It may well be that McCain doesn’t need a dramatic pick that changes the race’s landscape. After all, if Obama fails to close the deal with voters, the election could fall in McCain’s lap. Still, Democrats have to be upbeat that their party’s vice president choice could help cement Obama’s narrow advantage in the race.

This column first appeared in Roll Call on August 4, 2008. 2008 © Roll Call Inc. All rights reserved. Reprinted with permission.

Wednesday, August 06, 2008

Wal-Mart Sends Mixed Political Signals

By Nathan L. Gonzales

If indeed Wal-Mart is mobilizing its employees to vote against Democrats, it’s sending a mixed message with its political action committee donations.

Wal-Mart is on pace to give more money to House Democrats this cycle than House Republicans for the first time ever. And as Wal-Mart’s contributions reach further and deeper into the Democratic Caucus, it’s becoming more difficult for the company’s critics to demonize the corporate giant.

Through June 30, 54 percent of contributions to House candidates delivered by Wal-Mart Stores Inc. PAC for Responsible Government this cycle have gone to Democrats. Last cycle, Wal-Mart contributed 67 percent of its House candidate money to Republicans. And in 2004, Republicans received 80 percent of the contributions.

“Wal-Mart has been behaving like a lot of companies since Democrats gained the majorities,” Center for Responsive Politics Communications Director Massie Ritsch said.

But Wal-Mart isn’t just another company; it’s America’s largest corporation.

Wal-Mart’s PAC was moderately active during the 1998 and 2000 election cycles — dishing out $894,000 over four years — but ramped up its political giving in 2002, according to the Center for Responsive Politics Web site. The corporation gave $1.4 million that cycle, and boosted its contributions to more than $2.7 million in both the 2004 and 2006 cycles.

In an age where taking money is synonymous with doing someone’s bidding, more and more Democrats, including party leadership, are cashing Wal-Mart’s PAC checks. Apparently Wal-Mart is not the devil it once was.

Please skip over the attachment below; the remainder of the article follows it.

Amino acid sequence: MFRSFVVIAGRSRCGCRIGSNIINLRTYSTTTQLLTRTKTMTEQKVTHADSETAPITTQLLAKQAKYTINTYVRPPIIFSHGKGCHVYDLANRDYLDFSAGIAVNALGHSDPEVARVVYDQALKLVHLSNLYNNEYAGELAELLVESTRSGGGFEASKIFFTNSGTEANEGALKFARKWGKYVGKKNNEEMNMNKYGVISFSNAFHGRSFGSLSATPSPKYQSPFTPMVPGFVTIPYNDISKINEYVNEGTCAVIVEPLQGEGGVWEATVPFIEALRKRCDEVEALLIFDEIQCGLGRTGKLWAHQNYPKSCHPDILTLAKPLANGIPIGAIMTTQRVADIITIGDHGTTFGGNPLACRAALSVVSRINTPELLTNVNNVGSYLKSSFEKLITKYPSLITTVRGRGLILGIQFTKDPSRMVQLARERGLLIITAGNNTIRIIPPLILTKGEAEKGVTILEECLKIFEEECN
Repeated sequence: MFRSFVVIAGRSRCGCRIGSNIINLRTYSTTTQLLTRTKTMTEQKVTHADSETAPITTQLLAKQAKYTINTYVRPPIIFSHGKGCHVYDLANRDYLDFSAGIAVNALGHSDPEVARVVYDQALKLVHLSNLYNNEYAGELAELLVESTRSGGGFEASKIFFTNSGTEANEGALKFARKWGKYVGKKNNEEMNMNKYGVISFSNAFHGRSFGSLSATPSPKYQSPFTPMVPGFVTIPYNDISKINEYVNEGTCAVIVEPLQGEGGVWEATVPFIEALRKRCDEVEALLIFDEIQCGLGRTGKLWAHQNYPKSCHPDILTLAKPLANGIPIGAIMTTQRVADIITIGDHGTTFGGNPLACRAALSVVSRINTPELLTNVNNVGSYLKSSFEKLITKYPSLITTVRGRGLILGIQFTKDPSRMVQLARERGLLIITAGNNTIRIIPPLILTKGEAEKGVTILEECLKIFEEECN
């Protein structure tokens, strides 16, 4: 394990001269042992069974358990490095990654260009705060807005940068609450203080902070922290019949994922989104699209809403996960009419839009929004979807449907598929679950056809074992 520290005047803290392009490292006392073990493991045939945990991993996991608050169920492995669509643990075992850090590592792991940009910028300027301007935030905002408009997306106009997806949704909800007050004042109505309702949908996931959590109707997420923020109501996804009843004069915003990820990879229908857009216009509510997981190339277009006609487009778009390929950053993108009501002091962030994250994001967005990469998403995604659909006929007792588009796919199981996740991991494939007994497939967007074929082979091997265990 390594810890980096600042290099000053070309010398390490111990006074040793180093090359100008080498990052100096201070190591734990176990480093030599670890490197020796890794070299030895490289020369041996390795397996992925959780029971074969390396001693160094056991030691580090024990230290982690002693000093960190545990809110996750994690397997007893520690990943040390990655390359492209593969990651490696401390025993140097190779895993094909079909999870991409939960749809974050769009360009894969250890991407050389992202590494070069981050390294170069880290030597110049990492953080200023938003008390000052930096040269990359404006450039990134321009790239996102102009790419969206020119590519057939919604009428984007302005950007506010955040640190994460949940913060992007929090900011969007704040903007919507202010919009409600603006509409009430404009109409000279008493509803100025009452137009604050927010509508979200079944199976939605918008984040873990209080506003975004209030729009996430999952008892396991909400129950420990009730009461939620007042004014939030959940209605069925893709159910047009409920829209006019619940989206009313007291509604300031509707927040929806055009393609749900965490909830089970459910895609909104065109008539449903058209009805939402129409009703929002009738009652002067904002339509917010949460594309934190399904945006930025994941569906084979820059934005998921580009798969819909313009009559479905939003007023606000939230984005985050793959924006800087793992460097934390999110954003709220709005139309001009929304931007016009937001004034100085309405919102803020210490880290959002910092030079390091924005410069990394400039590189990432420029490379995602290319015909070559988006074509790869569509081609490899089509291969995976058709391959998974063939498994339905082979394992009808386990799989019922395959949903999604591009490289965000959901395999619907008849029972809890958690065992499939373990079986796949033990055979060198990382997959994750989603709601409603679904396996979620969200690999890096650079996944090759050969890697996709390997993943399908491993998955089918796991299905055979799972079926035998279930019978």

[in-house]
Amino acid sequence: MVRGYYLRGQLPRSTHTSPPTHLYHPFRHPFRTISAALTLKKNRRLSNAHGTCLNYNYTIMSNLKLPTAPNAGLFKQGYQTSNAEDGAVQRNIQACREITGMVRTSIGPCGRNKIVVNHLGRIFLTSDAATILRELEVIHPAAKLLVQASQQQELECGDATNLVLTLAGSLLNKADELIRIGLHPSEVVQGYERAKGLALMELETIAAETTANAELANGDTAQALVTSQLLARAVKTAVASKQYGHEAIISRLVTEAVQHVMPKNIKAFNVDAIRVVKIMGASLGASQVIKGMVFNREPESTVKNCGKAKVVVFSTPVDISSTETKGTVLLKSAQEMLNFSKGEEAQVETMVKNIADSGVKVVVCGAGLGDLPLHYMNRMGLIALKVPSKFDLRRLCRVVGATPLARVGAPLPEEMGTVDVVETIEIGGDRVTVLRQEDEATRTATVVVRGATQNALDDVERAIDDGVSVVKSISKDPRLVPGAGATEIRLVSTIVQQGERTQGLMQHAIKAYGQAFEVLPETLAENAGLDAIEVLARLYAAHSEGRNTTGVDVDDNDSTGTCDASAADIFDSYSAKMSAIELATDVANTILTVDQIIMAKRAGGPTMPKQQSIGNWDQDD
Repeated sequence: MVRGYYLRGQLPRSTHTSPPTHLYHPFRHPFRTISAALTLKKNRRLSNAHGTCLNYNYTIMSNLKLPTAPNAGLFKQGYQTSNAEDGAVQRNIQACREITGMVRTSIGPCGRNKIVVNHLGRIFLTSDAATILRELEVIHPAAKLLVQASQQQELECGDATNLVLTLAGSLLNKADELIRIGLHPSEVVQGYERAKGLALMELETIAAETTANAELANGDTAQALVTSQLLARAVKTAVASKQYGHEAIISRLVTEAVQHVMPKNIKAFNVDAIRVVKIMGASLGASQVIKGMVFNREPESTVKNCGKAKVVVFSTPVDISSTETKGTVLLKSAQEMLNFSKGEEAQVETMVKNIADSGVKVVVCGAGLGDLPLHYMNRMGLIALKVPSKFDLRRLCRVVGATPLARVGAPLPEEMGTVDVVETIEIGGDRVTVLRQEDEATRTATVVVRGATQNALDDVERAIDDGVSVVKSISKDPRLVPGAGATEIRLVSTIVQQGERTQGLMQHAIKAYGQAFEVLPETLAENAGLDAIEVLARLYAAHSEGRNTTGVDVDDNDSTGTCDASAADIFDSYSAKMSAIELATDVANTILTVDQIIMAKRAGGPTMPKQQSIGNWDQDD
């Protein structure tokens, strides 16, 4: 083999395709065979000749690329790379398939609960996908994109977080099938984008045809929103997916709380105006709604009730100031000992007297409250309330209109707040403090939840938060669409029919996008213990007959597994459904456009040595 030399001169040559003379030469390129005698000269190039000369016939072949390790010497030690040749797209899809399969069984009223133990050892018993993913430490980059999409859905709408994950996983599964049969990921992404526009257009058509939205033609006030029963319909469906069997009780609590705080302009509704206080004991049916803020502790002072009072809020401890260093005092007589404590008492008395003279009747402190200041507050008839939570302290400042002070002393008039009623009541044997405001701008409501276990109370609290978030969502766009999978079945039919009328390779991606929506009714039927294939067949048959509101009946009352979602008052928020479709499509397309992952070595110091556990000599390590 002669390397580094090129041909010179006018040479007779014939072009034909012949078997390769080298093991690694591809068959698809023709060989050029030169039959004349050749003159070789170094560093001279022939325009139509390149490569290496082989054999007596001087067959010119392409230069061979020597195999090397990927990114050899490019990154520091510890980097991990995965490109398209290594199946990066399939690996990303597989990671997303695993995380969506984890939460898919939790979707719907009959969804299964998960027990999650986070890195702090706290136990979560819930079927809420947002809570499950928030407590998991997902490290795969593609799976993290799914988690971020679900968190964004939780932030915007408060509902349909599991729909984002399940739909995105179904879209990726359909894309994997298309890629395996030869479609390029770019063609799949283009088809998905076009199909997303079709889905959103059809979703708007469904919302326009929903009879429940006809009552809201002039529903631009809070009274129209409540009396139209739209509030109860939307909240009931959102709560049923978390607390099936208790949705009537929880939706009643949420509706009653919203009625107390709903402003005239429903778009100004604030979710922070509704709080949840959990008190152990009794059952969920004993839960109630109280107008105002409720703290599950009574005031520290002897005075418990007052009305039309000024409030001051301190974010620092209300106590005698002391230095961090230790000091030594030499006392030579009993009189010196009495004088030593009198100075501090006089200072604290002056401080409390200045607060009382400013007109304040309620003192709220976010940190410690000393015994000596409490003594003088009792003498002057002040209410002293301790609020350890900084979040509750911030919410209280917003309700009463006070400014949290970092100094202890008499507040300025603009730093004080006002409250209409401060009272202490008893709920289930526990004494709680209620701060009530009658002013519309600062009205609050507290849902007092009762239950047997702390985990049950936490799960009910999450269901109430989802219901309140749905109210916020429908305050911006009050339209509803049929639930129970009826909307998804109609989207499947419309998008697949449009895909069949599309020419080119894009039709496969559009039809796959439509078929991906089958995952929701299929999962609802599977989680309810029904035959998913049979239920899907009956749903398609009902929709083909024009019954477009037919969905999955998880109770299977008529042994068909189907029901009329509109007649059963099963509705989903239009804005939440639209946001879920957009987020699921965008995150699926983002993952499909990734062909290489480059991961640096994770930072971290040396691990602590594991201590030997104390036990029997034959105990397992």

Through June, Wal-Mart’s PAC had contributed to 86 House Democrats this cycle, amounting to just more than one-third of the Caucus. That’s more than the 77 House Democrats Wal-Mart supported in 2006 and the 62 that received PAC money in 2004.

Since 2004, Wal-Mart has given $27,500 to House Majority Leader Steny Hoyer (Md.), $22,500 to House Majority Whip James Clyburn (S.C.), $12,000 to Chief Deputy Whip Debbie Wasserman Schultz (Fla.), and $20,500 to House Ways and Means Chairman Charlie Rangel (N.Y.).

If Friday’s story in the Wall Street Journal — which claimed that Wal-Mart human resources managers were warning employees that an Obama White House would lead to unionization and ultimately hurt them and the company — gains traction, then it could impact how future Wal-Mart political contributions are received.

“Democrats who have received Wal-Mart money should strongly consider giving it back,” Change to Win Executive Director Chris Chafe said. “Because at its work site, Wal-Mart is telling its employees to vote against Democrats and working families and that’s not something the Democratic Party should be affiliated with.”